Travel insurance for people with heart conditions

Have a cardiac condition and planning a trip? Find out which travel insurance can cover you.

Some heart conditions are more serious than others. Nonetheless, many travel insurance brands consider them to be strong risk factors for travel and will exclude them from their automatic cover. However, there are still some insurers that will cover people with pre-existing heart conditions. Read on to find out more and compare insurers who may be able to provide you with the cover you need.

Which insurers consider pre-existing heart conditions?

*Brands that cover heart conditionsTerms and conditionsHow to discloseApply
Columbus Direct
  • Medical screening required
  • Subject to additional premium in some cases.
Phone assessment or online questionnaireGet Quote
CoverMore
  • Medical assessment required
  • Subject to increased premiums
Online questionnaireGet Quote
Easy Travel Insurance
  • Must submit Travellers Appraisal Form
  • Not available for Deposit Protection, Australian Cancellation or Additional Expenses travel plans
The Travellers Appraisal Form can be submitted with your application, which can be acquired from Easy Travel InsuranceGet Quote
InsureandGo
  • Medical screening and declaration required
  • No medical history involving the heart in the last five years unless you have told InsureandGo
Phone assessment or online questionnaireGet Quote
Travel Insurance Saver Logo
  • Must submit Travellers Appraisal Form
  • Not available for Deposit Protection, Australian Cancellation or Additional Expenses travel plans
The Travellers Appraisal Form can be submitted with your application, which can be acquired from Travel Insurance SaverGet Quote
Virgin Money
  • Medical assessment required
Phone assessment or online questionnaireGet Quote
youGo
  • Medical assessment required
  • Subject to increased premiums and decreased cover limits
Phone assessment or online questionnaireGet Quote
GoInsurance travel insurance
  • Medical Screening required
Get Quote
Simply Travel Insurance Logo
  • Medical assessment required
  • Subject to additional premium
Online questionnaireGet Quote
SCTI-star-logo
  • Medical assessment required
  • Subject to additional premium
Online questionnaireGet Quote
STA Travel Insurance
  • Medical assessment required
Phone assessment or online questionnaireGet Quote
1 cover logo
  • Medical assessment required
Get Quote
AIG Travel Insurance logo
  • Medical assessment required
  • Subject to additional premium
Phone assessment or online questionnaireGet Quote
Australia post logo
  • Medical assessment required
  • Subject to additional premium
Online questionnaireGet Quote

How can I get covered?

The following factors will determine whether you can get cover:

  • Understanding of what constitutes a heart condition. You need to understand what your insurer considers to be a heart condition.
  • Full disclosure. You need to make sure you meet the disclosure requirements of your insurer.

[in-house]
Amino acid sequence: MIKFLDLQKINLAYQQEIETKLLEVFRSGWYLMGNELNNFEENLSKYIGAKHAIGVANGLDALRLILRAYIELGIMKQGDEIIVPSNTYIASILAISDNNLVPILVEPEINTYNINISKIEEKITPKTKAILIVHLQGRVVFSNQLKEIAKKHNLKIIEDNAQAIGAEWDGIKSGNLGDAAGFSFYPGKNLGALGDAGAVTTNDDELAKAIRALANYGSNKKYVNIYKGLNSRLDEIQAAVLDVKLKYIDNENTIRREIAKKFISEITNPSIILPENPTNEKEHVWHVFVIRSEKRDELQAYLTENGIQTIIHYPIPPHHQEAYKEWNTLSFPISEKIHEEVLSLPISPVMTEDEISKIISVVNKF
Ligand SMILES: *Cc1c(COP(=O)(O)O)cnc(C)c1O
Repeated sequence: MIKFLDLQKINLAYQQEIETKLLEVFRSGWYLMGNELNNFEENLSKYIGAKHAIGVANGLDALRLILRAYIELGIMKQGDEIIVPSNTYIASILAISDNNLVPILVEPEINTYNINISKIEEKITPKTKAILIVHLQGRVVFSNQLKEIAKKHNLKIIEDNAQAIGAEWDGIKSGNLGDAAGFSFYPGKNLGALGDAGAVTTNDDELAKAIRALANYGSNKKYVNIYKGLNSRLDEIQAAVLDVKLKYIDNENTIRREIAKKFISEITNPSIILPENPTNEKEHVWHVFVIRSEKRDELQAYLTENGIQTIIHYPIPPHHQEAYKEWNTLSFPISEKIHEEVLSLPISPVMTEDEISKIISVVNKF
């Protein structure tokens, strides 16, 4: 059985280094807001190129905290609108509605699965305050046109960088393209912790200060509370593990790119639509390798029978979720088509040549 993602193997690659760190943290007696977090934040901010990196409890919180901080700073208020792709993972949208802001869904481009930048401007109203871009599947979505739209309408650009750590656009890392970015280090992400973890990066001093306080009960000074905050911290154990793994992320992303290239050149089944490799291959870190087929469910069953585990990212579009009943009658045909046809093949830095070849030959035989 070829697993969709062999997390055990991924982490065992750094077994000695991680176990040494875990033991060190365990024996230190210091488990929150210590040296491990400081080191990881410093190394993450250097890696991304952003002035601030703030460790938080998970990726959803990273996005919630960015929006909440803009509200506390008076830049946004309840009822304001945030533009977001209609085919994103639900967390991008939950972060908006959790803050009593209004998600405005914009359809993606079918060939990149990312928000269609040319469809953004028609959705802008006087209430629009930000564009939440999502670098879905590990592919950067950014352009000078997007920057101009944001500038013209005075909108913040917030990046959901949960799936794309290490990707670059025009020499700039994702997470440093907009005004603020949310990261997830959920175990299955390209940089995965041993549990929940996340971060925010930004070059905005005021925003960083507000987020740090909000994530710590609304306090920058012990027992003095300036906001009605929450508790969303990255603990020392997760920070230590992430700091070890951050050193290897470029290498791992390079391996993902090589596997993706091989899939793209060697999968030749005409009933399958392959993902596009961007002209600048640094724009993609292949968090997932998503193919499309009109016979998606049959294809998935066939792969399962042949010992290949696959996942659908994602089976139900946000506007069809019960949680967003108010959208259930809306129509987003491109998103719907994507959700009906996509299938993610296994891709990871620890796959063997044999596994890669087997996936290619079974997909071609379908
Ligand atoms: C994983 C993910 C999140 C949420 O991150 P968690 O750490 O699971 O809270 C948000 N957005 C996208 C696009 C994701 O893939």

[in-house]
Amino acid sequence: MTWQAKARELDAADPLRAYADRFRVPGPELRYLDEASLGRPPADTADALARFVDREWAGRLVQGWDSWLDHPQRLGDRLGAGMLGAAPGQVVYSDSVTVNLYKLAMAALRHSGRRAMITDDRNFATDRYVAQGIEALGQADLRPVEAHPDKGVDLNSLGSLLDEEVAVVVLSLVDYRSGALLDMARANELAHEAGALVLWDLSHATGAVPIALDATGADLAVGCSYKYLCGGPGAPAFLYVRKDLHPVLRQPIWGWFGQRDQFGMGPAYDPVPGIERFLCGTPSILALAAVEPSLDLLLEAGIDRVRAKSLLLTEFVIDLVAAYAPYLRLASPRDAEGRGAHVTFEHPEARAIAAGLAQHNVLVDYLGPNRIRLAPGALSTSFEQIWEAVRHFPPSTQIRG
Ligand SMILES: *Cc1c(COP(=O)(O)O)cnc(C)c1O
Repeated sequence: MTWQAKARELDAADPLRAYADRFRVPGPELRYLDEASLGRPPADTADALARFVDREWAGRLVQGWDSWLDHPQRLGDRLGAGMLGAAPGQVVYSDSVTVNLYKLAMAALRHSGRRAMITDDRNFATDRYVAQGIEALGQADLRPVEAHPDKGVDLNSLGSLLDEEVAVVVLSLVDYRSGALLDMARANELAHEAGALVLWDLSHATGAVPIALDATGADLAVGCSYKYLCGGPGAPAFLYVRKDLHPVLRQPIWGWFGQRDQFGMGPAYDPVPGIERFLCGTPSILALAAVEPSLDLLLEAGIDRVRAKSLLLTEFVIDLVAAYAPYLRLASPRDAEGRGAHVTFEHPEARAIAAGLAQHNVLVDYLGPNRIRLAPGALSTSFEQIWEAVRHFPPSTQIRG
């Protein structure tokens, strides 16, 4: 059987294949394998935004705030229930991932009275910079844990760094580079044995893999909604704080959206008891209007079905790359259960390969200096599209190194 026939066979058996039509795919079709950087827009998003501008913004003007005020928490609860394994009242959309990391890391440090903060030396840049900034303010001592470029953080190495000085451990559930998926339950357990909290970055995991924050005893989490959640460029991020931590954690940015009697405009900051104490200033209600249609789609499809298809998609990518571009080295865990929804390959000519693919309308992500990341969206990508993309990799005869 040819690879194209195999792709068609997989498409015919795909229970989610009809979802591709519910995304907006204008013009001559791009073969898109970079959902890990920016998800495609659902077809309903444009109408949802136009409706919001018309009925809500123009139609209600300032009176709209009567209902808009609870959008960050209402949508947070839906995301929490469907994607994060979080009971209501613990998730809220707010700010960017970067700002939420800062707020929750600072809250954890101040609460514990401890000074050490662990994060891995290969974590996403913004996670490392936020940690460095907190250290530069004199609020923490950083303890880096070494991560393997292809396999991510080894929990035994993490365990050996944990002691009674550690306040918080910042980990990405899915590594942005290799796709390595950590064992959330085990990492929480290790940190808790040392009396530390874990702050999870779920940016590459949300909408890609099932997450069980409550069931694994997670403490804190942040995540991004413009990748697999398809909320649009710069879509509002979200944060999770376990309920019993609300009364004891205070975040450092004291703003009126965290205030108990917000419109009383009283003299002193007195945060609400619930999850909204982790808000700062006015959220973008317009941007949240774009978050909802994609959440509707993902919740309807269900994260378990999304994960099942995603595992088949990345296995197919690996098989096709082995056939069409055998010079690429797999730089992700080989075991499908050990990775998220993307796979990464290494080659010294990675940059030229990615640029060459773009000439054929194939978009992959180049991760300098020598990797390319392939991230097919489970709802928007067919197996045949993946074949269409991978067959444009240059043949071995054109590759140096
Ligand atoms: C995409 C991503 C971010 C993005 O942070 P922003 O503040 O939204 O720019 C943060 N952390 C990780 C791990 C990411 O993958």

• Understanding the fine print. You need to be aware of what insurers will cover and the specific conditions of the coverage.

What do insurers consider to be a heart condition?

A heart condition is basically any condition related to the heart that affects its operation or the blood vessels it connects with. A heart condition can affect the heart muscle, the valves, the heart’s rhythm or the blood vessels. Common heart conditions include the following:

  • Coronary heart disease. This is the build-up of plaque on the inside of the arteries, which slows the blood flow to the heart.
  • Deep vein thrombosis (DVT). This is a blood clot in a deep vein of the body, usually your leg.
  • Atrial fibrillation. This is a type of arrhythmia, where the heart does not beat normally.
  • Familial hypercholesterolaemia. This is an inherited condition where the body is unable to remove enough cholesterol from the blood, often resulting in early onset of coronary heart disease.
  • Cardiomyopathy. This is a condition where the heart muscle becomes inflamed and enlarged, eventually stretching and weakening it.
  • Angina. This is chest pain caused by lack of blood flow and oxygen to the heart muscle.
  • Stent procedures and other prior operations. This includes, but is not limited to, operations involving the placement of a stent.

city overview with cathedral, buildings and bridge

Why do I need to declare my heart condition?

Travel insurers need to assess your premiums accurately

It is vital that you declare your heart condition when you take out a policy as it is considered a pre-existing condition. An insurer's aim is to provide you with cover for an agreed level of risk and without disclosure of a pre-existing heart condition, the provider is taking on extra risk that they did not agree to. After you declare certain conditions, insurers will assess whether they will cover you as well as decide on the appropriate premiums if they do agree to cover you.